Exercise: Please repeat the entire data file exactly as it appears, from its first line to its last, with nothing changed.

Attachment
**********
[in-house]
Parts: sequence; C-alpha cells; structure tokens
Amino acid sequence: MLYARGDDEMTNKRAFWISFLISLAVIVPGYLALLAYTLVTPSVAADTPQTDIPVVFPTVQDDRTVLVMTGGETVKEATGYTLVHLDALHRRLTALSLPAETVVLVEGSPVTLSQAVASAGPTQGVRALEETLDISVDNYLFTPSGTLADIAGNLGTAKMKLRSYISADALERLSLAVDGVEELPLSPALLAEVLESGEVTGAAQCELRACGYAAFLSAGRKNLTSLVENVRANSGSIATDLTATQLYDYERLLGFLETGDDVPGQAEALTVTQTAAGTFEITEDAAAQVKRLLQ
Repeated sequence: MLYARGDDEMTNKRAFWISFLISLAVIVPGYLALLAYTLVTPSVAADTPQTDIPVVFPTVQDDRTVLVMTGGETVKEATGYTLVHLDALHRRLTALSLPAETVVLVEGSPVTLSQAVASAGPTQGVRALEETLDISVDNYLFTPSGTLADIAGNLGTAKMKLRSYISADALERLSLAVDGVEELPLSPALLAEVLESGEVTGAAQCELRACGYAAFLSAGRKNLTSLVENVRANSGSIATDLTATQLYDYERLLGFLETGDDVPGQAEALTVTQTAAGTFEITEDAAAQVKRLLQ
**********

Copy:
[in-house]
Parts: sequence; C-alpha cells; structure tokens
Amino acid sequence: MLYARGDDEMTNKRAFWISFLISLAVIVPGYLALLAYTLVTPSVAADTPQTDIPVVFPTVQDDRTVLVMTGGETVKEATGYTLVHLDALHRRLTALSLPAETVVLVEGSPVTLSQAVASAGPTQGVRALEETLDISVDNYLFTPSGTLADIAGNLGTAKMKLRSYISADALERLSLAVDGVEELPLSPALLAEVLESGEVTGAAQCELRACGYAAFLSAGRKNLTSLVENVRANSGSIATDLTATQLYDYERLLGFLETGDDVPGQAEALTVTQTAAGTFEITEDAAAQVKRLLQ
Repeated sequence: MLYARGDDEMTNKRAFWISFLISLAVIVPGYLALLAYTLVTPSVAADTPQTDIPVVFPTVQDDRTVLVMTGGETVKEATGYTLVHLDALHRRLTALSLPAETVVLVEGSPVTLSQAVASAGPTQGVRALEETLDISVDNYLFTPSGTLADIAGNLGTAKMKLRSYISADALERLSLAVDGVEELPLSPALLAEVLESGEVTGAAQCELRACGYAAFLSAGRKNLTSLVENVRANSGSIATDLTATQLYDYERLLGFLETGDDVPGQAEALTVTQTAAGTFEITEDAAAQVKRLLQ